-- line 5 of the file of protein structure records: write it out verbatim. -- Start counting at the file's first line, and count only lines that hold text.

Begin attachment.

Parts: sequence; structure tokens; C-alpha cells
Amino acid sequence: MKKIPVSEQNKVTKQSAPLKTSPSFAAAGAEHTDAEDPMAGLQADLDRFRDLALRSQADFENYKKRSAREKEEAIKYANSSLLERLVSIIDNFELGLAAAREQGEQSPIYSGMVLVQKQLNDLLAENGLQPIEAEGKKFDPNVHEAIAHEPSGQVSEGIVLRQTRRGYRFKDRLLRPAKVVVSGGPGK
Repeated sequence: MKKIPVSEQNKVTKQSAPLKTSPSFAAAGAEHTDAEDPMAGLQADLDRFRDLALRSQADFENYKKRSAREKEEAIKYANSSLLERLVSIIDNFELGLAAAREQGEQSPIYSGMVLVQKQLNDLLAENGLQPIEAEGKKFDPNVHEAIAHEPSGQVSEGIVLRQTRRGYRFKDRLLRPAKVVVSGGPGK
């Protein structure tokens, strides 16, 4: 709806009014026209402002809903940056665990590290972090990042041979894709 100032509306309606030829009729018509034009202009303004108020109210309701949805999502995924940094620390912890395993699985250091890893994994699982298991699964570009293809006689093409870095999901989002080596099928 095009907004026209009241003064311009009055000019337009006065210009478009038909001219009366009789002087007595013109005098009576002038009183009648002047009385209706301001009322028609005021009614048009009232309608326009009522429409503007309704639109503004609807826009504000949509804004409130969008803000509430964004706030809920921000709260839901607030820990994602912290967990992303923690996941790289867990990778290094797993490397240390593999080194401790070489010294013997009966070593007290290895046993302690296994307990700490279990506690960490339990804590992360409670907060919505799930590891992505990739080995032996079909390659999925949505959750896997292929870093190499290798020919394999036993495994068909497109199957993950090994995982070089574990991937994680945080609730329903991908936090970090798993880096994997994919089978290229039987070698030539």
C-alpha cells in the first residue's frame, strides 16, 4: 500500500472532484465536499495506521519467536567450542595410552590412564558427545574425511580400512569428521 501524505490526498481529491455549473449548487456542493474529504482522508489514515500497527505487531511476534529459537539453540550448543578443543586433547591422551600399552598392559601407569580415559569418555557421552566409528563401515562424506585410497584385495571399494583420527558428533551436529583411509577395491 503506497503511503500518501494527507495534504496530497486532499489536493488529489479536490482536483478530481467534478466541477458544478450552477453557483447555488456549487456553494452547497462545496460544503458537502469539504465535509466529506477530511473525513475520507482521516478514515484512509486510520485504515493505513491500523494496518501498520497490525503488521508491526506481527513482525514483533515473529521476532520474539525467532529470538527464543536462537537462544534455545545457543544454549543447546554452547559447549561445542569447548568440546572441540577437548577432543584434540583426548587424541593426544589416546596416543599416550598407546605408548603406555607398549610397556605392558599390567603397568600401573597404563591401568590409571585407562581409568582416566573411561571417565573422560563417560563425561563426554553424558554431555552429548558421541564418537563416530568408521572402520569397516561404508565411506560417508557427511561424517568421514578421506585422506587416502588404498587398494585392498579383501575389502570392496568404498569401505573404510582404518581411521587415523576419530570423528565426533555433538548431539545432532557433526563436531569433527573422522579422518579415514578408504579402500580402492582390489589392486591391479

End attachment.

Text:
C-alpha cells in the first residue's frame, strides 16, 4: 500500500472532484465536499495506521519467536567450542595410552590412564558427545574425511580400512569428521 501524505490526498481529491455549473449548487456542493474529504482522508489514515500497527505487531511476534529459537539453540550448543578443543586433547591422551600399552598392559601407569580415559569418555557421552566409528563401515562424506585410497584385495571399494583420527558428533551436529583411509577395491 503506497503511503500518501494527507495534504496530497486532499489536493488529489479536490482536483478530481467534478466541477458544478450552477453557483447555488456549487456553494452547497462545496460544503458537502469539504465535509466529506477530511473525513475520507482521516478514515484512509486510520485504515493505513491500523494496518501498520497490525503488521508491526506481527513482525514483533515473529521476532520474539525467532529470538527464543536462537537462544534455545545457543544454549543447546554452547559447549561445542569447548568440546572441540577437548577432543584434540583426548587424541593426544589416546596416543599416550598407546605408548603406555607398549610397556605392558599390567603397568600401573597404563591401568590409571585407562581409568582416566573411561571417565573422560563417560563425561563426554553424558554431555552429548558421541564418537563416530568408521572402520569397516561404508565411506560417508557427511561424517568421514578421506585422506587416502588404498587398494585392498579383501575389502570392496568404498569401505573404510582404518581411521587415523576419530570423528565426533555433538548431539545432532557433526563436531569433527573422522579422518579415514578408504579402500580402492582390489589392486591391479